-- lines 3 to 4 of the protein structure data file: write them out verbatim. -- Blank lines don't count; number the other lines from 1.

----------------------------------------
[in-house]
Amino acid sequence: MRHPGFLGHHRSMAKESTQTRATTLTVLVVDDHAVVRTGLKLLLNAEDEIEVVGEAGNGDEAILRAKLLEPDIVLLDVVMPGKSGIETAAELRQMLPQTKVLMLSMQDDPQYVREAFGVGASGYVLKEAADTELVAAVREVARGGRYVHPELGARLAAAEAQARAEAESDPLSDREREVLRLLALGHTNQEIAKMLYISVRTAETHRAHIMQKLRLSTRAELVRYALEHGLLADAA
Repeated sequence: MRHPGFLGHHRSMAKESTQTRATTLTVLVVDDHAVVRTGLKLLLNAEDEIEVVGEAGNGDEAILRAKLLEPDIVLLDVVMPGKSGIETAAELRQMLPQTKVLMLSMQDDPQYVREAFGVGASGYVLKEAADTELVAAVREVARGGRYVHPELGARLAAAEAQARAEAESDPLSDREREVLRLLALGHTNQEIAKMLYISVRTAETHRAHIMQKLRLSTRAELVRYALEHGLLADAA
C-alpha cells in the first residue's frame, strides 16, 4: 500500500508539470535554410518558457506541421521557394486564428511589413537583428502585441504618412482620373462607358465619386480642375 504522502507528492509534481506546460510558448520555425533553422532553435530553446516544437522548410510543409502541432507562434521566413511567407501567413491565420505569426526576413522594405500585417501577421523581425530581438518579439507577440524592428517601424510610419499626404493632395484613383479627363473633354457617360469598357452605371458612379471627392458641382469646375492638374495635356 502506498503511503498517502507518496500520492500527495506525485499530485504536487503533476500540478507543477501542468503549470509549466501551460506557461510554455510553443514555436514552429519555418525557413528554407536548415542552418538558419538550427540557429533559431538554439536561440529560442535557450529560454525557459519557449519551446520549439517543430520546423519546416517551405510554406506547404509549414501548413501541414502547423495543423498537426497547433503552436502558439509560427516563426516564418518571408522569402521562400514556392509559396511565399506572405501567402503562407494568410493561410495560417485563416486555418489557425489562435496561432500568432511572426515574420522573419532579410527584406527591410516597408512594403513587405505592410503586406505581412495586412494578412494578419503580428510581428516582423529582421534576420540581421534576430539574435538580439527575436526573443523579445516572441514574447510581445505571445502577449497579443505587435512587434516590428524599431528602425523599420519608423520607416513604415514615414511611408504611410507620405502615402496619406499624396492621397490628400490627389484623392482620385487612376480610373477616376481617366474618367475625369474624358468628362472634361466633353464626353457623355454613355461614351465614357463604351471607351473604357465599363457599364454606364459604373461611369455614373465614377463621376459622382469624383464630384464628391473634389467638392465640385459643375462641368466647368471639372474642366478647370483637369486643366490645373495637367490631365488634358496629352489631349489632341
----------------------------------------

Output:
Repeated sequence: MRHPGFLGHHRSMAKESTQTRATTLTVLVVDDHAVVRTGLKLLLNAEDEIEVVGEAGNGDEAILRAKLLEPDIVLLDVVMPGKSGIETAAELRQMLPQTKVLMLSMQDDPQYVREAFGVGASGYVLKEAADTELVAAVREVARGGRYVHPELGARLAAAEAQARAEAESDPLSDREREVLRLLALGHTNQEIAKMLYISVRTAETHRAHIMQKLRLSTRAELVRYALEHGLLADAA
C-alpha cells in the first residue's frame, strides 16, 4: 500500500508539470535554410518558457506541421521557394486564428511589413537583428502585441504618412482620373462607358465619386480642375 504522502507528492509534481506546460510558448520555425533553422532553435530553446516544437522548410510543409502541432507562434521566413511567407501567413491565420505569426526576413522594405500585417501577421523581425530581438518579439507577440524592428517601424510610419499626404493632395484613383479627363473633354457617360469598357452605371458612379471627392458641382469646375492638374495635356 502506498503511503498517502507518496500520492500527495506525485499530485504536487503533476500540478507543477501542468503549470509549466501551460506557461510554455510553443514555436514552429519555418525557413528554407536548415542552418538558419538550427540557429533559431538554439536561440529560442535557450529560454525557459519557449519551446520549439517543430520546423519546416517551405510554406506547404509549414501548413501541414502547423495543423498537426497547433503552436502558439509560427516563426516564418518571408522569402521562400514556392509559396511565399506572405501567402503562407494568410493561410495560417485563416486555418489557425489562435496561432500568432511572426515574420522573419532579410527584406527591410516597408512594403513587405505592410503586406505581412495586412494578412494578419503580428510581428516582423529582421534576420540581421534576430539574435538580439527575436526573443523579445516572441514574447510581445505571445502577449497579443505587435512587434516590428524599431528602425523599420519608423520607416513604415514615414511611408504611410507620405502615402496619406499624396492621397490628400490627389484623392482620385487612376480610373477616376481617366474618367475625369474624358468628362472634361466633353464626353457623355454613355461614351465614357463604351471607351473604357465599363457599364454606364459604373461611369455614373465614377463621376459622382469624383464630384464628391473634389467638392465640385459643375462641368466647368471639372474642366478647370483637369486643366490645373495637367490631365488634358496629352489631349489632341